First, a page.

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Solar panel front view


A Ranger Power Project

Economic Growth, Job Creation, and Clean Energy for Families and Businesses in Eastern Iowa

The Clinton County Board of Supervisors unanimously approved Ranger Power’s solar project in August of 2023. ​Plus, Ranger Power is proud to present an incremental addition to Hawkeye Solar that will help improve the economic landscape, support local and regional businesses, and create additional revenue sources for the county.

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Economic Landscape

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Local and Regional Businesses

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Increased Revenue


The Hawkeye Solar Project is a utility-scale solar project developed by Ranger Power in partnership with private landowners near the city of Grand Mound, Iowa. The project will generate clean, low-cost solar energy for families and businesses in eastern Iowa – with the capacity to power thousands of Iowa homes. It will maintain the character of the rural community while also contributing significant new tax revenue and creating local jobs during construction.

land full of solar panels

Iowa is a national leader when it comes to advancing clean energy, whether it be wind, solar, ethanol, or biodiesel. The Hawkeye Solar Project will provide direct benefits to Clinton County residents and help the state maintain and even build on this leadership in the years to come.


Ranger Power is a solar development company headquartered in the Midwest and is focused on projects across the heartland. We pride ourselves on working closely with neighbors and other stakeholders to develop projects the local community can be proud of for years to come



About $450,000/year

New Tax Revenue

($325,000 Increase)

18 M+
Total Tax Revenue
  • 50% School Districts

Central Dewitt and 

Calamus-Wheatland school districts

  • 40% Clinton County

Critical ongoing need such as public services, roads, and infrastructure.

  • 10% Other Needs

Local townships, area community colleges, agriculture extension programs, and more.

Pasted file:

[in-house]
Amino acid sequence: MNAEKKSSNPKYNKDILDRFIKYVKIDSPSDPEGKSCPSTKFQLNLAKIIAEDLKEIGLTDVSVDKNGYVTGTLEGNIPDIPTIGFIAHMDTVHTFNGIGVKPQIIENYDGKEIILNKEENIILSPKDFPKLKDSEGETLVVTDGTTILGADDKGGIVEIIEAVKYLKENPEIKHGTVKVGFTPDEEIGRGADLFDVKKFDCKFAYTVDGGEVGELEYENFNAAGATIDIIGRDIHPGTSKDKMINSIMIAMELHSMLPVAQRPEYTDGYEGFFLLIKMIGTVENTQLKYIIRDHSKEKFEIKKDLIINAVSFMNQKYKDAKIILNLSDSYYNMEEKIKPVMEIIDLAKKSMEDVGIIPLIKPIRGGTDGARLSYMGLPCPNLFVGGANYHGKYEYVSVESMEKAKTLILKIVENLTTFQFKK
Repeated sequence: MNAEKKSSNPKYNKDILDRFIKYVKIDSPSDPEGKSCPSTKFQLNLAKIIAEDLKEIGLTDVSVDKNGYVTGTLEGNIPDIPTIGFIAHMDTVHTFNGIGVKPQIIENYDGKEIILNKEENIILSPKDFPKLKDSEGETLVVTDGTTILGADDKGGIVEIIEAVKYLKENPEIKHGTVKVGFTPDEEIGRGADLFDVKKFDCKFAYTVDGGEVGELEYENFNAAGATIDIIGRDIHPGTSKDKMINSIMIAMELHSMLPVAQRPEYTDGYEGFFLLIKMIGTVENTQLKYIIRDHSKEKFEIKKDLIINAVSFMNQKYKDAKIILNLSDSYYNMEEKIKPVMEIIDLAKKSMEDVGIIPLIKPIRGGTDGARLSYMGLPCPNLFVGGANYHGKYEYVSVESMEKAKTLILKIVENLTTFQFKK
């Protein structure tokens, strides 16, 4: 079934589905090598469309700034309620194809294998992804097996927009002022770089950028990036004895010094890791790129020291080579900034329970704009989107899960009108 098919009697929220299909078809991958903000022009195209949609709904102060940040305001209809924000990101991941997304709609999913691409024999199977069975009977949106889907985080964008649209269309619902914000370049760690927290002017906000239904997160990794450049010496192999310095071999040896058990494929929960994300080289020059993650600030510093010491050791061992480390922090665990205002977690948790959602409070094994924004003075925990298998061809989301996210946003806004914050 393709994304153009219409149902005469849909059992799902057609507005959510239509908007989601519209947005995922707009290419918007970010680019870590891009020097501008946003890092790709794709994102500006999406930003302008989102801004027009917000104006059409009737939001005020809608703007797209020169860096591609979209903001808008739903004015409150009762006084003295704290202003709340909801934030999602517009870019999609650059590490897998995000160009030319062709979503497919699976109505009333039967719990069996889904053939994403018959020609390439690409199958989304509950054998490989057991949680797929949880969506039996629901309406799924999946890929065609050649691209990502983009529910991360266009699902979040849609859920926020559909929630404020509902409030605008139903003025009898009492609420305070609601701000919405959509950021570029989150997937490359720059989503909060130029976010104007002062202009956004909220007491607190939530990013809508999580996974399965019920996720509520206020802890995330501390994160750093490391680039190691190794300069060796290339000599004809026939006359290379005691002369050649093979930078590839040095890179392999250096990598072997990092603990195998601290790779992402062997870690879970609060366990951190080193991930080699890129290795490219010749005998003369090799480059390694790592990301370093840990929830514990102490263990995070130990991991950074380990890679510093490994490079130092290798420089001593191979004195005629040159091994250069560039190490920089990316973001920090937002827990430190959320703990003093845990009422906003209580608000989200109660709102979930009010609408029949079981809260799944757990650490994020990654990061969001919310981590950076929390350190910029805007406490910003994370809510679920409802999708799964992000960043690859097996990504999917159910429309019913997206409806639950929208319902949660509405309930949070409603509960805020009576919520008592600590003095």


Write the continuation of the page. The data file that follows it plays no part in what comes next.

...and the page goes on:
The project will generate substantial new tax revenue every year for the benefit of the surrounding community, to help fund local schools, public safety services, and other services and infrastructure. The project is also expected to create more than 200 construction jobs, and construction activity will, in turn, create further economic activity in the area benefiting local restaurants, hotels, shops, etc.



  • How much tax revenue will the solar project contribute?
    The Hawkeye Solar Project is expected to contribute over $18 million in new taxes to Clinton County over the life of the project. This revenue will help fund local schools, public safety, other infrastructure and services. The project is a private investment and comes at no cost to Clinton County.
  • How many jobs will the solar project create?
    The Hawkeye Solar Project is expected to create hundreds of local jobs and millions of dollars in construction-related spending.
  • What will be the environmental impact of the solar project?
    The Hawkeye Solar Project as a whole will reduce carbon dioxide emissions by hundreds of thousands of metric tons annually, which is equivalent to taking over 100,000 cars off of the road.
  • How much energy will the Hawkeye Solar Project produce?
    In total, the project will produce enough clean, renewable energy to power nearly 75,000 Iowa homes. The project also includes a battery energy storage system capable of discharging 75MW of electricity for up to four hours.
  • How much land will the solar project take up?
    The Hawkeye Solar Project is expected to be sited within ~2,250 acres of privately owned land. Solar projects are modular by design, which allows the layout to avoid impacts to sensitive resource areas. There is also wide spacing between arrays, approximately 12-20 feet, to allow areas for native grass species and pollinators to grow.
  • Is the solar project voluntary for landowners?
    Participation is entirely voluntary and does not have the ability to use eminent domain. Although allowing farmland to lie fallow beneath a solar project is also a good way to preserve farmland for future generations, we respect the fact that some landowners may choose not to participate. We are committed to working constructively and transparently to negotiate voluntary partnerships with landowners that provide value to residents and allow our project to move forward.
  • Is a solar project safe?